The role of the state in providing food subsidies to consumers has a long though sometimes ignoble history. In ancient Egypt, wheat prices were maintained by government storage schemes (chapter 13), and the value of cheap, ample food supplies for political stability was evidenced in the "bread and circus" era of the Roman Empire. However, detailed policy calculations connecting subsidies to production and nutritional status confront contemporary government leaders with ever more complex and confusing policy considerations (chapter 2).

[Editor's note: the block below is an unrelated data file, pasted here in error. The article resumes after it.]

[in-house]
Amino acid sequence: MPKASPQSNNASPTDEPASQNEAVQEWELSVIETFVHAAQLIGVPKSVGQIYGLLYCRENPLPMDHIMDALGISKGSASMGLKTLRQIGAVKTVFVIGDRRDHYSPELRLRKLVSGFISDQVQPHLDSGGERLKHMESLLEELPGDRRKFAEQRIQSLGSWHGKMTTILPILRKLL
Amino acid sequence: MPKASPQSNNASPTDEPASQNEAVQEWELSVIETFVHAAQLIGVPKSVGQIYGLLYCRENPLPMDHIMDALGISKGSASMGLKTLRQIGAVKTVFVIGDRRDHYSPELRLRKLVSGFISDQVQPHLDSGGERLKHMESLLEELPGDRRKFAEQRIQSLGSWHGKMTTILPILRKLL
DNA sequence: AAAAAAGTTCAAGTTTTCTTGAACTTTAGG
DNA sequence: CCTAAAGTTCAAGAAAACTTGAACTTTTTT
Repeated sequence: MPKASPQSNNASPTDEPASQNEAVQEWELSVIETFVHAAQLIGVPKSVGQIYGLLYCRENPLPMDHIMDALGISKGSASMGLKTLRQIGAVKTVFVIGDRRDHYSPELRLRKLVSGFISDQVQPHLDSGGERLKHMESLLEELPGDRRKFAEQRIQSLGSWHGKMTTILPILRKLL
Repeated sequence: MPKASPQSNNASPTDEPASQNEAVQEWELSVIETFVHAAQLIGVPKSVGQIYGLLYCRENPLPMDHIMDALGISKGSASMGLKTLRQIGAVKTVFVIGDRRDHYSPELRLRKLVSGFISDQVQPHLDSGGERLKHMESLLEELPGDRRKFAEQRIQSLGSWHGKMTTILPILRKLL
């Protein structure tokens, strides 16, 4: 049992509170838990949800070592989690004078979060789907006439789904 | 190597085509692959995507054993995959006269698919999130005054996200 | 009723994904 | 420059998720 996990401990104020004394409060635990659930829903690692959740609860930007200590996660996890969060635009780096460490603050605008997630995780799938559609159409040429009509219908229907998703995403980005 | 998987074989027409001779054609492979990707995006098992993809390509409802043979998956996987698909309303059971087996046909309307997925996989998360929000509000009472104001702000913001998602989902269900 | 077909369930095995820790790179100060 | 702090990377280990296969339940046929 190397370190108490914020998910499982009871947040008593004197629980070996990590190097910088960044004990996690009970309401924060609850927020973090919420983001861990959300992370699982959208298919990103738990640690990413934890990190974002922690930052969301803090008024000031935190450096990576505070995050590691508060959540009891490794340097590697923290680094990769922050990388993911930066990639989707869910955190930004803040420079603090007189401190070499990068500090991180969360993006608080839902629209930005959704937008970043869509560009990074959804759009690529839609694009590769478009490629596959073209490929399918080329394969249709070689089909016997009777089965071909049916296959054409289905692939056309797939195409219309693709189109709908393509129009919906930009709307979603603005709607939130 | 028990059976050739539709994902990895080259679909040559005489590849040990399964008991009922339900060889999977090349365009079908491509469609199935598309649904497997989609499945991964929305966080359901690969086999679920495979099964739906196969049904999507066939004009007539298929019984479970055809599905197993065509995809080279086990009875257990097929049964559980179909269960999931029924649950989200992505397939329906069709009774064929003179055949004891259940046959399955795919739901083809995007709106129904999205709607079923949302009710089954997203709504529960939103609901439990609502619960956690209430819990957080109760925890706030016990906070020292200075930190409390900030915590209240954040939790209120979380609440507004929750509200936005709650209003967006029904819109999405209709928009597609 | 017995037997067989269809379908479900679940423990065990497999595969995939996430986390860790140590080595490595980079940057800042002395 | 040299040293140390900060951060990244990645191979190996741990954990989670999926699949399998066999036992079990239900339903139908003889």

Hopkins, Raymond F. 1988. Political calculations in subsidizing food. In Food subsidies in developing countries: costs, benefits, and policy options. Pinstrup-Andersen, Per (Ed.) Chapter 7. Pp. 107-126. Baltimore, MD: Published for the International Food Policy Research Institute (IFPRI) by Johns Hopkins University Press. http://ebrary.ifpri.org/cdm/ref/collection/p15738coll2/id/129522